The not so great news is that my body is just not progressing the way they want it to at this stage in my pregnancy. Most doctors do not want you to carry a baby past 42 weeks because it can introduce complications. If I was really hardcore, I’d insist on going until things happen on their own, but with that comes a lot of testing on a regular basis to monitor him – with 3 other children to juggle, my husband’s job, etc – it just seems overwhelming.

We talked through a few different options – I refused a few, but the bottom line is that they have scheduled me for an induction on Friday morning.

I am happy and sad about this – I am happy because there is an end in sight. My little boy is healthy and thriving and that is a huge blessing. I know that if things go well, we’ll have our little guy sometime on Friday or maybe early Saturday morning. The sadness comes from not understanding why this pregnancy isn’t progressing like my first. I have a hard time balancing the desire for him to be here, and the desire to keep him as safe and healthy as possible without using drugs to get him here. It feels very much like failing and that is currently pretty hard for me to swallow.

So, my dearest friends – I could use your prayers. Prayers for peace, for comfort – prayers that Todd and I feel reassurance that we are doing the right thing for our son. And of course, prayers for the doctors that they use wisdom and that I can have a birth that is as complication free as possible.

I would really love that from you all – and looking at the brightside – at some point this weekend I’ll have my newborn in my arms and that is a blessing to be more than thankful for.

A Lesson in Waiting!

10 May

Well, I can’t say I expected to be sitting on my couch at home, still pregnant, blogging on the day I hit 40 weeks. But, here I am!

Logan came right on time though, just a day early – so I suppose this isn’t exactly unprecedented BUT I did hope that this guy would make a tiny bit early or on time appearance too.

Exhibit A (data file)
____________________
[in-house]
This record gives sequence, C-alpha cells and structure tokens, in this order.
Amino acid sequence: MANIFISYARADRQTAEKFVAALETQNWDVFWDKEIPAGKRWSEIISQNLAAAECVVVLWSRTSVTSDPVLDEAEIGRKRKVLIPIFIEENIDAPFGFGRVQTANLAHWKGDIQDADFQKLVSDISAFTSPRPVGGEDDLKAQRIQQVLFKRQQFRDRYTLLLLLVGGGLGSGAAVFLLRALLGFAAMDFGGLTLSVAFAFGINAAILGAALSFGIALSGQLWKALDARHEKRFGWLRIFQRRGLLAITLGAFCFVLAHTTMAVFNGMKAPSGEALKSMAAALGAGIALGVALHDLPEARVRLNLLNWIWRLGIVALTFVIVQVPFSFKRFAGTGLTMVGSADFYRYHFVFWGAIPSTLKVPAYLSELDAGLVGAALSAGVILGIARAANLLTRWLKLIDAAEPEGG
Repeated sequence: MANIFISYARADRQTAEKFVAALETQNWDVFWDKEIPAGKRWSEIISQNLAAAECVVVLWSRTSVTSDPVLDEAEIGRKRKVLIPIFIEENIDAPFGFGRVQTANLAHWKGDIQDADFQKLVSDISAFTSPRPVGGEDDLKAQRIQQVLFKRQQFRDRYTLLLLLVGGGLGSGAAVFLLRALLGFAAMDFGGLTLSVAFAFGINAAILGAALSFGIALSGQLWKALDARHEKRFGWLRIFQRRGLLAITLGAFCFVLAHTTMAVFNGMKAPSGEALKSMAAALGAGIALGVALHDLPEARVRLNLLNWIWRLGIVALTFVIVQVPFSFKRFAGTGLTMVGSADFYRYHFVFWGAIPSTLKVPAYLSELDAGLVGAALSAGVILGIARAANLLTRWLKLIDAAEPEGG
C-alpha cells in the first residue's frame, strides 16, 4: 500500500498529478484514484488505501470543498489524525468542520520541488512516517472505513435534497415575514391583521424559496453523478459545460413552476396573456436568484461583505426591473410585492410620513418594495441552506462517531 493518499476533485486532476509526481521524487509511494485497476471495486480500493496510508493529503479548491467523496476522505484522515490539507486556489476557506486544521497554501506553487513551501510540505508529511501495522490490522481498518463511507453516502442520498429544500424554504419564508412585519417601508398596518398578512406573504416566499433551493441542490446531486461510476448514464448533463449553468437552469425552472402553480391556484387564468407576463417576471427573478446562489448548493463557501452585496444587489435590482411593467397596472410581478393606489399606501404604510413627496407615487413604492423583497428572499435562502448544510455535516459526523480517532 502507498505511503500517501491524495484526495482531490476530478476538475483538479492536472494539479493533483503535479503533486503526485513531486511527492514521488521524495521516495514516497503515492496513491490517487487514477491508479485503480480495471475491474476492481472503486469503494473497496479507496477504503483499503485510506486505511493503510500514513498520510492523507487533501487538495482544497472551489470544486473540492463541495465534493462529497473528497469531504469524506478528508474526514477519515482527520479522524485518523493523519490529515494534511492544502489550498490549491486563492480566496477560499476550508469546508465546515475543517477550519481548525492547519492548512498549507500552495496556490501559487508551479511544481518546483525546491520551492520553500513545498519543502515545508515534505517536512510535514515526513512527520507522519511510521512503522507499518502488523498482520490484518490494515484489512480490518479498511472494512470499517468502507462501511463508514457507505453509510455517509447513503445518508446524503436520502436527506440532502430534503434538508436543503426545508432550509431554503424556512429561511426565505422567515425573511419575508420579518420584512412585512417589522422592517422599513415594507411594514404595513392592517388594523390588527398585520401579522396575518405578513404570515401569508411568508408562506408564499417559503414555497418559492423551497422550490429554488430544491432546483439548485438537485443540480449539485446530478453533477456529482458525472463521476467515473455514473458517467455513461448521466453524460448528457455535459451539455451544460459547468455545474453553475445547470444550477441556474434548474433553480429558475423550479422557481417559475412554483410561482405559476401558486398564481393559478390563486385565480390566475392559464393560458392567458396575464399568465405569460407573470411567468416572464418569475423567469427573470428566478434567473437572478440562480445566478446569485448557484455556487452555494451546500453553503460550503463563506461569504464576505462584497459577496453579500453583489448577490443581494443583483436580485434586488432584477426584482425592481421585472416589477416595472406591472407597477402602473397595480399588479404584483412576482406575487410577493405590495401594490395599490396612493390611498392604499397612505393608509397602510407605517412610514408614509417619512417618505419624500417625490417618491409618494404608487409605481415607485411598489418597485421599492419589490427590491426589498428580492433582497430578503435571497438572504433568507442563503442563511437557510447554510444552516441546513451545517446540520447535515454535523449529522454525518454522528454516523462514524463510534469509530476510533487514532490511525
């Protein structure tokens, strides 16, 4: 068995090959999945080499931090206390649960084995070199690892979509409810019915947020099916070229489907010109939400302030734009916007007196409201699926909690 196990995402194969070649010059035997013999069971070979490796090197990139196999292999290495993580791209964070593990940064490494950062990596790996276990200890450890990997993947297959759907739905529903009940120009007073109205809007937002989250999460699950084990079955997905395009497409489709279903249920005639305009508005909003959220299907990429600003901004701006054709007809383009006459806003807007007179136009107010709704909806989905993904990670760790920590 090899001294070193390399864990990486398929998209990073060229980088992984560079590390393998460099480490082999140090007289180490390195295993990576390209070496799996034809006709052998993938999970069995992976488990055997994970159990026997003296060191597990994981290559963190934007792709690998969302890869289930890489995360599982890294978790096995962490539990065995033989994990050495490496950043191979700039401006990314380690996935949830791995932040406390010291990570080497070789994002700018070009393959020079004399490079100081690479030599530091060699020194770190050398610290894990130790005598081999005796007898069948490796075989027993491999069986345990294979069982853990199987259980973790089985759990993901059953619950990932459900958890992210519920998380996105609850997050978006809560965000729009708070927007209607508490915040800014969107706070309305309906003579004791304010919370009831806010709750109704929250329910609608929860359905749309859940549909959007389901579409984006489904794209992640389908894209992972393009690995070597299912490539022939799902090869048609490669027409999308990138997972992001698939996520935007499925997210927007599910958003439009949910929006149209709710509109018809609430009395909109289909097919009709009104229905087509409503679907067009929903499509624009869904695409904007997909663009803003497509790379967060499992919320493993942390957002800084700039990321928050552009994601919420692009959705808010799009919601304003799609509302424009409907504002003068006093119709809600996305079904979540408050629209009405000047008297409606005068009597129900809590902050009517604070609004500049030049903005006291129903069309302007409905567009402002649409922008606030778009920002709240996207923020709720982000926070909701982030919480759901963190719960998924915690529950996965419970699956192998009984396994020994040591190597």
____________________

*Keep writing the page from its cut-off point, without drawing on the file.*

Any woman who has ever been pregnant knows what the last few weeks are like. I’m a walking ball of hormones and I have to pee every 25 minutes. I cry at the drop of a hat. One minute I am feeling happy and upbeat, the next minute it’s possible I could punch a stranger just for walking by me. (Not really…) The last little bit is a rough time – so close, but no way to predict when the baby is coming. And because due dates are big, huge estimates they could be off by several weeks either way! Talk about needing to come face to face with a little thing called patience.

I have decided to try and avoid induction at all costs unless there is some danger to the baby (low fluids or something). I have done a lot of reading up on this, and there are some pretty big risks associated with it before 41 weeks so I’m not going to play with fire and pray that this guy DOES come on his own. Let’s hope he is ready to do that sometime very soon.

So – here starts the waiting game. Before it was counting up – 12 weeks, 18 weeks, 32 weeks…and then back down again…8 weeks left, 6 weeks left, 2 weeks left, 2 days left…the count begins again. 1 day late, 2 days late, 3 days… What a crazy roller coaster ride!